20-year awarded to BIG Outdoors
By Dolores Quintana
Santa Monica City Council has approved a 20-year contract for digital wayfinding to BIG Outdoors amid legal threats from IKE Smart City, the main competition in the bidding process. IKE Smart City made claims of infringement and unrealistic financial projections during the RFP process as part of the City’s Community Partnerships Program.
According to the City, the agreement approved on December 13 will generate a minimum of $5 million in revenue through advertising to the City annually. The program comes after City Council directed staff in 2020 to pursue public-private partnership opportunities to generate new revenue.
“This new community messaging and advertising program provides a benefit to residents and visitors while also creating a new much-needed revenue source that can support community programs,” said Mayor Gleam Davis. “The City and the selected vendor look forward to engaging the community as the kiosk program launches.”
In their bids, BIG Outdoor is offering a full-time Santa Monica ambassador, something the other bidder IKE Smart City did not do as part of their bid. BIG Outdoor offered up to 90 percent off for local businesses to place ads. 10 percent of ad space would be reserved for local businesses. IKE Smart City offered a 50 percent discount with 25 percent of ad space set aside for small businesses. BIG Outdoor offers an in-market maintenance team seven days a week, while IKE offered five. In terms of projected revenue, in their respective bids, BIG Outdoor projected an average of $14.8 million while IKE Smart City projected $5.3 million.
BIG Outdoor first offered a signing bonus of $3 million to the city, which they raised to $4 million as the negotiations progressed. IKE Smart City offered no initial signing bonus, but as part of their best and final offer offered a $1 million signing bonus.
Another part of BIG Outdoor’s offer is a Santa Monica-based warehouse dedicated to serving the program and the city. Their kiosks would be custom designed for Santa Monica with innovative technology and durable hardware and the full-time maintenance team would be available seven days a week. BIG Outdoor promises that 2% of the program’s annually generated revenue would be donated to the community, between $112 K and $298 K each year, to support community services and programs with the City Council having the oversight of where those monies would go. They would also give 10% of the kiosk’s screen time to the community for free.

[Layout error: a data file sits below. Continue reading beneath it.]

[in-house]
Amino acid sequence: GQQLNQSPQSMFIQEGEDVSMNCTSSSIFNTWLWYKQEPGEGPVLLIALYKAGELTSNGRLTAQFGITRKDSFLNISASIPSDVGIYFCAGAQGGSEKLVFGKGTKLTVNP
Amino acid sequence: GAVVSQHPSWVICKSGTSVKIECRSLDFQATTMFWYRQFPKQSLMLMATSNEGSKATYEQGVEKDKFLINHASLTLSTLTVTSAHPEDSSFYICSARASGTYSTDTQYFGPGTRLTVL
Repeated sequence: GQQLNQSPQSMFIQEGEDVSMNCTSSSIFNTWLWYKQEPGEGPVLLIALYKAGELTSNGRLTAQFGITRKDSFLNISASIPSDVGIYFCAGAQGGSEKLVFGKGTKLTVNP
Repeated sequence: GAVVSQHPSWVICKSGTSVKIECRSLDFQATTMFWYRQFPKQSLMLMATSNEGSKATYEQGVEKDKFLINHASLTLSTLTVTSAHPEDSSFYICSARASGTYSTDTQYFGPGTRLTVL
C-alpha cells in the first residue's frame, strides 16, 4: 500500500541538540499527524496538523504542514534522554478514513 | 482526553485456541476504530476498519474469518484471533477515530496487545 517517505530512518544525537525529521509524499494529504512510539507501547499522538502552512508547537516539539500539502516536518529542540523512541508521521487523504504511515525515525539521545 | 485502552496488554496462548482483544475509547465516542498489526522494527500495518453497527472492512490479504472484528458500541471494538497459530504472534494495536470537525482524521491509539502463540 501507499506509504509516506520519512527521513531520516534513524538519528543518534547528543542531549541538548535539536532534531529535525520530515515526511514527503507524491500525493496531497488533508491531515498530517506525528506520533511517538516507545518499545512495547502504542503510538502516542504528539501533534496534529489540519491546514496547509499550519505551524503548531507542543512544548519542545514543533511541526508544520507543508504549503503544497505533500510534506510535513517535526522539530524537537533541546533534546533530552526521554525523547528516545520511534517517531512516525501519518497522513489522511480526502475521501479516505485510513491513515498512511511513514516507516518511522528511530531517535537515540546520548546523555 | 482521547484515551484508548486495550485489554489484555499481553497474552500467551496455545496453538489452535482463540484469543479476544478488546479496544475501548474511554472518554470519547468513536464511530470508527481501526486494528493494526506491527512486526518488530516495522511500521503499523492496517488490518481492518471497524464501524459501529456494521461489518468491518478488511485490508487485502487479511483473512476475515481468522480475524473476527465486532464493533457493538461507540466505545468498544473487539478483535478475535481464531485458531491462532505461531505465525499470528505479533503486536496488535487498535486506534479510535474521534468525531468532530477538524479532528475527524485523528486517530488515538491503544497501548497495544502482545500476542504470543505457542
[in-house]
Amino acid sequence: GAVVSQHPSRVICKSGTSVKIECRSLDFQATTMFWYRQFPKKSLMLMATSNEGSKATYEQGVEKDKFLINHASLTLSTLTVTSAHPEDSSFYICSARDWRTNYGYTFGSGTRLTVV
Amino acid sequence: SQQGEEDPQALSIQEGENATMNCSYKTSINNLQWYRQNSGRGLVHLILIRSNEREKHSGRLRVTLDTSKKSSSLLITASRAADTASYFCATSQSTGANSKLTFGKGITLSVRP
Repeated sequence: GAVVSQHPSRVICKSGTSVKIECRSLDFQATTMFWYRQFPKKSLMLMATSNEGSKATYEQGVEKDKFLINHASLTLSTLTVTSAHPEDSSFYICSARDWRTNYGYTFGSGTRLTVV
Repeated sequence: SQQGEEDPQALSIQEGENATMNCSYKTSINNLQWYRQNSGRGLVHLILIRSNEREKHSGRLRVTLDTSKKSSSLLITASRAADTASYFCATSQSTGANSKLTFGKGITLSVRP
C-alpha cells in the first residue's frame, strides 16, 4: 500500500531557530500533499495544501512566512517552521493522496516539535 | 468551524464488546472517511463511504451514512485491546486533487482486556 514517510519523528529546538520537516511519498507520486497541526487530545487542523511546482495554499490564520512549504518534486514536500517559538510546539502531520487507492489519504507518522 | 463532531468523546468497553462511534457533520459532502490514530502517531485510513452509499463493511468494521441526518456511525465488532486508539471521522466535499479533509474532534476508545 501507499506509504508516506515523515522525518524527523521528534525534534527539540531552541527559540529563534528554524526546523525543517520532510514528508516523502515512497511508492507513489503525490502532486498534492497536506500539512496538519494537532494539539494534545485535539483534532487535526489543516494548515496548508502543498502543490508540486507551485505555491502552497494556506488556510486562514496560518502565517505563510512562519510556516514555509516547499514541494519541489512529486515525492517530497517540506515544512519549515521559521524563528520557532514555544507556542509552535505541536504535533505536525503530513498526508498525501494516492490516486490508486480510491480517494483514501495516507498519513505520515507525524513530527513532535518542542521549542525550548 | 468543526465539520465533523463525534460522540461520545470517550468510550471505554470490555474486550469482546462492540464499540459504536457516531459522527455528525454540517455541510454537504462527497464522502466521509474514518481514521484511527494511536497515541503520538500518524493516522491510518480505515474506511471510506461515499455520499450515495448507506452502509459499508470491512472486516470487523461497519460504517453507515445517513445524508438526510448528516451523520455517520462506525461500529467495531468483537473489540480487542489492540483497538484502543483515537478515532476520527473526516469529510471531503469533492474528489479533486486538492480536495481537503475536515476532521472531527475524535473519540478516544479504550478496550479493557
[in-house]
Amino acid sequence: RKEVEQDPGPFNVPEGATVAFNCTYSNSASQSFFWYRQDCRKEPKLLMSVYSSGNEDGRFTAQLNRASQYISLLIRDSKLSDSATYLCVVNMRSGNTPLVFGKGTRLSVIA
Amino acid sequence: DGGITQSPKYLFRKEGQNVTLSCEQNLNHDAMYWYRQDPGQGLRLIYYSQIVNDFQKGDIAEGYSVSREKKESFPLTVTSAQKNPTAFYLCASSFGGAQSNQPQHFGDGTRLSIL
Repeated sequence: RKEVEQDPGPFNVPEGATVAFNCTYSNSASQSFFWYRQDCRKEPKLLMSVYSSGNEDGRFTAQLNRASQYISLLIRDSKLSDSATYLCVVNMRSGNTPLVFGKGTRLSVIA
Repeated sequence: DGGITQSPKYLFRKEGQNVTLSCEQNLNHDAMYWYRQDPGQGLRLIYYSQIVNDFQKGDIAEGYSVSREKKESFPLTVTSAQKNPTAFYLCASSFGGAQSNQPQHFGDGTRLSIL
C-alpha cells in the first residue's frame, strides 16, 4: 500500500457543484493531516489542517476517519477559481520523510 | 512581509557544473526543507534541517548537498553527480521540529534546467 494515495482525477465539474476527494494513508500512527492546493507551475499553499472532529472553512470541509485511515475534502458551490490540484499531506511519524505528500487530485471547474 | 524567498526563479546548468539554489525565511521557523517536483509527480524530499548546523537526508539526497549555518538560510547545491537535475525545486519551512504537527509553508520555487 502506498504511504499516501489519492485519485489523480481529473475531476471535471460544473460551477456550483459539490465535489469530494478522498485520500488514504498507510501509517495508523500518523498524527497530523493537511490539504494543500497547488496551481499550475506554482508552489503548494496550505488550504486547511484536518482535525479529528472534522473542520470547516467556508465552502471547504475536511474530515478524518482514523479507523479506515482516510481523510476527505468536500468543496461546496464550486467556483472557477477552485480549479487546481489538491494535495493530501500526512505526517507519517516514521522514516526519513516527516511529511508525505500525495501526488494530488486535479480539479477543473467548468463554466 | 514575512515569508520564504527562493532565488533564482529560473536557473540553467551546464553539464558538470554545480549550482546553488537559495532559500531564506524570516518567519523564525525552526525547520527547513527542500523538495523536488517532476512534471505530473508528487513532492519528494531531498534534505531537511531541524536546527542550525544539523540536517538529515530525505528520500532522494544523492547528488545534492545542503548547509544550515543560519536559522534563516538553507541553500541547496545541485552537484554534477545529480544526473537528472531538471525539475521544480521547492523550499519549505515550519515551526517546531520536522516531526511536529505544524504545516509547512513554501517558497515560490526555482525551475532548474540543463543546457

IKE Smart City would not be in-market with its own warehouse and would have a maintenance team available for the program five days a week. The company offered $250K worth of advertising space as a donation to the community and, at first offered 12.5% of the kiosk screentime for community use for free and upgraded to 25% in their best and final offer.
The proposal’s minimum annual guarantee from BIG Outdoor remained consistent from their initial offer to their best and final offer as an average between phase one (25 kiosks) and phase two (50 kiosks) at $5.49 million. IKE Smart City’s minimum annual guarantee started at $0.9 million (25 kiosks) and $1.77 million (50 kiosks) but went up noticeably when they submitted their best and final offer of $1.66 million (25 kiosks) and $3.18 million (50 kiosks).
IKE Smart City, however, alleged infringement made by BIG Outdoors in addition to unrealistic financial projections. IKE Smart City claimed that BIG Outdoor filed “astronomical” financial projections that it can not stand by. In addition, Big Outdoor claimed BIG Outdoor’s copied its kiosks from IKE Smart City’s designs and language from their proposals to other cities. IKE Smart City also alleged, with photos, that BIG Outdoor stole their user interface design in addition to their kiosk design. IKE Smart City’s representative at the City Council meeting, Victor de la Cruz, also said that the company filed a federal lawsuit against BIG Outdoor for the alleged copyright infringement.
BIG Outdoor’s response was to say that IKE’s claims had no merit and to remind the City Council that the Santa Monica City Attorney agreed with their assessment that their claims had no legal merit, as the kiosk and interface design is common in the industry and did not originate by IKE Smart City and that the staff recommendation is legally defensible.
With that, the City Council voted on the staff recommendation to award the contract to BIG Outdoor and the motion passed with a five to two vote, with Councilmembers Caroline Torosis and Phil Brock voting no.